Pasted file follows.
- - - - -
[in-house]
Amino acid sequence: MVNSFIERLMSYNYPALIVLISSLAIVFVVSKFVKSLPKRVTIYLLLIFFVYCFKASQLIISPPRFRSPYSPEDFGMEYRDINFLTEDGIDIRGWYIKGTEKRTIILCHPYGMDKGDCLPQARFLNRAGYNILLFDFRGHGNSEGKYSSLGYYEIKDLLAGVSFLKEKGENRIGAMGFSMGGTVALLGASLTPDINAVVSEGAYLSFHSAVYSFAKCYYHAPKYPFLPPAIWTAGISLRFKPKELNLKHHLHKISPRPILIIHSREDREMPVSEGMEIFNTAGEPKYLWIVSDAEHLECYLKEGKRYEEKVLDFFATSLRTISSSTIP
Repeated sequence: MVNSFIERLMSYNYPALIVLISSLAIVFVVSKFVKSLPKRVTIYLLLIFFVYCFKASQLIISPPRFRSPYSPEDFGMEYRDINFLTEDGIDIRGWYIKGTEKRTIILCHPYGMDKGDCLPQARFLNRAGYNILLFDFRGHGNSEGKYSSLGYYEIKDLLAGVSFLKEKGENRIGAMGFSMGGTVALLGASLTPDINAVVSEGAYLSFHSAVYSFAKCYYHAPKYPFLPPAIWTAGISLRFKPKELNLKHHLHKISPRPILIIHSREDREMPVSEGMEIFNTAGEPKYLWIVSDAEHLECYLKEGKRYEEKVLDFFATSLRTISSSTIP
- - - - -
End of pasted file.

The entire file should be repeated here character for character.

[in-house]
Amino acid sequence: MVNSFIERLMSYNYPALIVLISSLAIVFVVSKFVKSLPKRVTIYLLLIFFVYCFKASQLIISPPRFRSPYSPEDFGMEYRDINFLTEDGIDIRGWYIKGTEKRTIILCHPYGMDKGDCLPQARFLNRAGYNILLFDFRGHGNSEGKYSSLGYYEIKDLLAGVSFLKEKGENRIGAMGFSMGGTVALLGASLTPDINAVVSEGAYLSFHSAVYSFAKCYYHAPKYPFLPPAIWTAGISLRFKPKELNLKHHLHKISPRPILIIHSREDREMPVSEGMEIFNTAGEPKYLWIVSDAEHLECYLKEGKRYEEKVLDFFATSLRTISSSTIP
Repeated sequence: MVNSFIERLMSYNYPALIVLISSLAIVFVVSKFVKSLPKRVTIYLLLIFFVYCFKASQLIISPPRFRSPYSPEDFGMEYRDINFLTEDGIDIRGWYIKGTEKRTIILCHPYGMDKGDCLPQARFLNRAGYNILLFDFRGHGNSEGKYSSLGYYEIKDLLAGVSFLKEKGENRIGAMGFSMGGTVALLGASLTPDINAVVSEGAYLSFHSAVYSFAKCYYHAPKYPFLPPAIWTAGISLRFKPKELNLKHHLHKISPRPILIIHSREDREMPVSEGMEIFNTAGEPKYLWIVSDAEHLECYLKEGKRYEEKVLDFFATSLRTISSSTIP